Anyone who possesses, acquires, procures, sells, makes available, manufactures, produces, imports, exports or trades, by any way whatsoever, any devices, equipment or tools, or designed, developed or transformed software, or passcodes, ciphers, symbols or any similar data, without obtaining the permission of AUTHORITY or holding a credential in fact or in law, and it is proved that such act was aimed at using any of the foregoing for committing or enabling the commission of any crime provided for in this Law, or for concealing the traces or evidence thereof, or that such use, enablement or concealment took place, shall be punishable by imprisonment for no less than two years and a fine of no less than three hundred thousand Egyptian Pounds and no more than five hundred thousand Egyptian Pounds, or by one of these two penalties.”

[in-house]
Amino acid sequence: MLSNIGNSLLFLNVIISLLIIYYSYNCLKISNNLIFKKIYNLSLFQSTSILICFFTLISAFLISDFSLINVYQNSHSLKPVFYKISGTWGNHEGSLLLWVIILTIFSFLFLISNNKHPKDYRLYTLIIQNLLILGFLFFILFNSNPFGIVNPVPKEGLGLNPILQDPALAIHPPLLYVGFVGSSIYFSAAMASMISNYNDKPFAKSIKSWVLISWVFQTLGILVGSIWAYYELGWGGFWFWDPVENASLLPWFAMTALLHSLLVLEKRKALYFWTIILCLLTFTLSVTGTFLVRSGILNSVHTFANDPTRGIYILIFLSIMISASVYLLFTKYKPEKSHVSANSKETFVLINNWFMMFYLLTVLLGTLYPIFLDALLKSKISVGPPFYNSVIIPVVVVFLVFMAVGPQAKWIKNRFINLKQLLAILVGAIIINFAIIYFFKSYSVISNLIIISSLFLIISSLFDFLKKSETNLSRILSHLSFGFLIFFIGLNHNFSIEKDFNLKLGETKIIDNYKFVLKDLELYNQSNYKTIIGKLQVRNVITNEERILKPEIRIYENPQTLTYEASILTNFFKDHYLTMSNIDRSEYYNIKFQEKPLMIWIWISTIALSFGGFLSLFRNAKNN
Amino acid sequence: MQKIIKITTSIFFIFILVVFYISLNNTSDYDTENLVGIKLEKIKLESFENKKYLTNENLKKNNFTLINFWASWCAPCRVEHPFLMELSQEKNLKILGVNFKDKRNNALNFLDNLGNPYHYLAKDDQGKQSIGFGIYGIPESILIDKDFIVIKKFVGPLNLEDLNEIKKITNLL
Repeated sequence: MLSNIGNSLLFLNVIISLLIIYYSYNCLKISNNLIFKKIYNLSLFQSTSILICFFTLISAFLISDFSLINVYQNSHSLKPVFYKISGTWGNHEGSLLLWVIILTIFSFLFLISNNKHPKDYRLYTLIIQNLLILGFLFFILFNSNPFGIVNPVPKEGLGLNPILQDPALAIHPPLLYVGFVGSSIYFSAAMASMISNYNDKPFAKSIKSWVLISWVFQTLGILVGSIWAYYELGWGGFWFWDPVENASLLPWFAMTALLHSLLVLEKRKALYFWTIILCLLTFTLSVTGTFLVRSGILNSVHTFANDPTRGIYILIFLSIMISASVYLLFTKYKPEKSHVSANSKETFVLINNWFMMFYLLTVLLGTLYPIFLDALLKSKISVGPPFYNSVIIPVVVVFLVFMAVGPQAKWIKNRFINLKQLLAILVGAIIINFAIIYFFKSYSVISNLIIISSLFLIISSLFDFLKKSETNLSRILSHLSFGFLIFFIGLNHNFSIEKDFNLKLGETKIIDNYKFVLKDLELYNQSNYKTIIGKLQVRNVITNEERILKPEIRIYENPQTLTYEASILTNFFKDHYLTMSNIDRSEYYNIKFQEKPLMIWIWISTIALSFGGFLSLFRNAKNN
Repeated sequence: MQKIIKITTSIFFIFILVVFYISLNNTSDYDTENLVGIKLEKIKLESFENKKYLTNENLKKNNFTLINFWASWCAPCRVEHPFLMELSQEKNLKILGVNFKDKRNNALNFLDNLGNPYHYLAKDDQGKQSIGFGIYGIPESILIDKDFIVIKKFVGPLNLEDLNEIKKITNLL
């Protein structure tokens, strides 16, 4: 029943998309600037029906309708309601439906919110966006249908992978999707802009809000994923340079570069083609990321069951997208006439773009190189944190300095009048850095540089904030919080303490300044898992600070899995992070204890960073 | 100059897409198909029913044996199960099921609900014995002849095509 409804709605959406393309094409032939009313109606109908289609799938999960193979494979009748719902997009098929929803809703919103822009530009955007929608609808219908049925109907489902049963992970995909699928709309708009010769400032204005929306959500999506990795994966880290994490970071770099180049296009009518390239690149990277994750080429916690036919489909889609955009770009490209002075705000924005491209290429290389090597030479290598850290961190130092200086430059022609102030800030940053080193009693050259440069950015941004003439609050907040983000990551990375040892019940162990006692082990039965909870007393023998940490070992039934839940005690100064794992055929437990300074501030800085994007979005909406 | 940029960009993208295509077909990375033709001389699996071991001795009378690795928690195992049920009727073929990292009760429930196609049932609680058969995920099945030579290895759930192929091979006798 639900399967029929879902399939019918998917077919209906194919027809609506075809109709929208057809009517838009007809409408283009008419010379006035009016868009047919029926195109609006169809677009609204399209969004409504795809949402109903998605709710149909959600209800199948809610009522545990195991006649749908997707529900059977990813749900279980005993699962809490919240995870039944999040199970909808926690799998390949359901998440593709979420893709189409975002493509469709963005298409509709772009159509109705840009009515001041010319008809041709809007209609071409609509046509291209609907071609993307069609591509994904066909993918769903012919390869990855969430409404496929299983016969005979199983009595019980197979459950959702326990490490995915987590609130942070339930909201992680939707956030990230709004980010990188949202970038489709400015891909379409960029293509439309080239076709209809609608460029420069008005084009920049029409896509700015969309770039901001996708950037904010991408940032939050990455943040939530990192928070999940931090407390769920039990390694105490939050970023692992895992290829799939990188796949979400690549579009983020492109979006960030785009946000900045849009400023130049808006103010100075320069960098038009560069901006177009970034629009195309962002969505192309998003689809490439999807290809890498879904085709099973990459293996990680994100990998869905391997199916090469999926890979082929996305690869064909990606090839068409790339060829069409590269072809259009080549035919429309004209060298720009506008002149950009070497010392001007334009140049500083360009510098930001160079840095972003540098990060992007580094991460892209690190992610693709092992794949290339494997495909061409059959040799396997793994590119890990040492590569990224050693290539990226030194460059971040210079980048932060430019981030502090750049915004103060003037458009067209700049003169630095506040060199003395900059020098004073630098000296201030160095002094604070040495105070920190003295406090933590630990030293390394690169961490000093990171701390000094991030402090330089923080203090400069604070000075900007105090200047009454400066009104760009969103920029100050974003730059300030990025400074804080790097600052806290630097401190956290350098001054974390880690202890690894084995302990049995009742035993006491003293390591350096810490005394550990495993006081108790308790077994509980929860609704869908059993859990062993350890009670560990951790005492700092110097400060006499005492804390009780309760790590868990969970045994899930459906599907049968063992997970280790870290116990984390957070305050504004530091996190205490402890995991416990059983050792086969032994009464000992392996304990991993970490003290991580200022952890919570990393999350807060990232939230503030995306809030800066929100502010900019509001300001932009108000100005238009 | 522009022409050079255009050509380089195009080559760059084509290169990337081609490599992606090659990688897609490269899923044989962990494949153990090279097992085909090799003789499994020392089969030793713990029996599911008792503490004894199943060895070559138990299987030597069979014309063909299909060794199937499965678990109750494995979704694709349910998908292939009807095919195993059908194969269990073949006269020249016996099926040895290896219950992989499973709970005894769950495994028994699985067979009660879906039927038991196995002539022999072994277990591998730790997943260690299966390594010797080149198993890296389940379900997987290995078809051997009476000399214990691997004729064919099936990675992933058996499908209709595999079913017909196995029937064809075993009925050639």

The way in which article 22 of the Anti-Cyber and Information Technology Crimes Law is drafted might have contributed into thinking that the law might be criminalising the ownership of web proxy servers, along with other softwares. However, the stated restrictions on owning these softwares are governed by two complementary conditions that must be jointly met for the crime to take place. Firstly, to own without obtaining the permission of AUTHORITY or holding a credential in fact or in law. Secondly, to be proved that such act was aimed at committing any of the crimes provided for in this law, or for concealing the traces or evidence thereof.